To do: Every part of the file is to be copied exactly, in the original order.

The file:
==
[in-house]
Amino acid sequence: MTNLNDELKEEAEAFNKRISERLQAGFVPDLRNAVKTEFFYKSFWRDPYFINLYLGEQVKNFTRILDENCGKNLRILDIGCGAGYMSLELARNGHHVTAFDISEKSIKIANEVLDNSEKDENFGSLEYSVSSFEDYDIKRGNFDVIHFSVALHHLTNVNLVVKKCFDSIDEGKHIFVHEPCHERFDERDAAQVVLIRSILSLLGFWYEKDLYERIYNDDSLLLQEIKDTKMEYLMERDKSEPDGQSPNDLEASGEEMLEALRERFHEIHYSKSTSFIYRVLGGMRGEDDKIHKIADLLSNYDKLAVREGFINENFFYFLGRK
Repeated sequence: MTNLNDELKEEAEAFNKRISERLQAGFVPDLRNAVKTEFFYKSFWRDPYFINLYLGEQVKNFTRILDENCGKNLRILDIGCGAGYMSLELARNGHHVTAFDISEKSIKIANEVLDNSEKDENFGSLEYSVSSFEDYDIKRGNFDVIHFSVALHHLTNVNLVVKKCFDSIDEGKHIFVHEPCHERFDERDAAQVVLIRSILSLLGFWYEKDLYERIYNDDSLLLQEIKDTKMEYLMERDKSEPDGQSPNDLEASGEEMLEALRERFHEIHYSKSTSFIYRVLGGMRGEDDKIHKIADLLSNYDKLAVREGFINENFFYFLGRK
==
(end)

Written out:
[in-house]
Amino acid sequence: MTNLNDELKEEAEAFNKRISERLQAGFVPDLRNAVKTEFFYKSFWRDPYFINLYLGEQVKNFTRILDENCGKNLRILDIGCGAGYMSLELARNGHHVTAFDISEKSIKIANEVLDNSEKDENFGSLEYSVSSFEDYDIKRGNFDVIHFSVALHHLTNVNLVVKKCFDSIDEGKHIFVHEPCHERFDERDAAQVVLIRSILSLLGFWYEKDLYERIYNDDSLLLQEIKDTKMEYLMERDKSEPDGQSPNDLEASGEEMLEALRERFHEIHYSKSTSFIYRVLGGMRGEDDKIHKIADLLSNYDKLAVREGFINENFFYFLGRK
Repeated sequence: MTNLNDELKEEAEAFNKRISERLQAGFVPDLRNAVKTEFFYKSFWRDPYFINLYLGEQVKNFTRILDENCGKNLRILDIGCGAGYMSLELARNGHHVTAFDISEKSIKIANEVLDNSEKDENFGSLEYSVSSFEDYDIKRGNFDVIHFSVALHHLTNVNLVVKKCFDSIDEGKHIFVHEPCHERFDERDAAQVVLIRSILSLLGFWYEKDLYERIYNDDSLLLQEIKDTKMEYLMERDKSEPDGQSPNDLEASGEEMLEALRERFHEIHYSKSTSFIYRVLGGMRGEDDKIHKIADLLSNYDKLAVREGFINENFFYFLGRK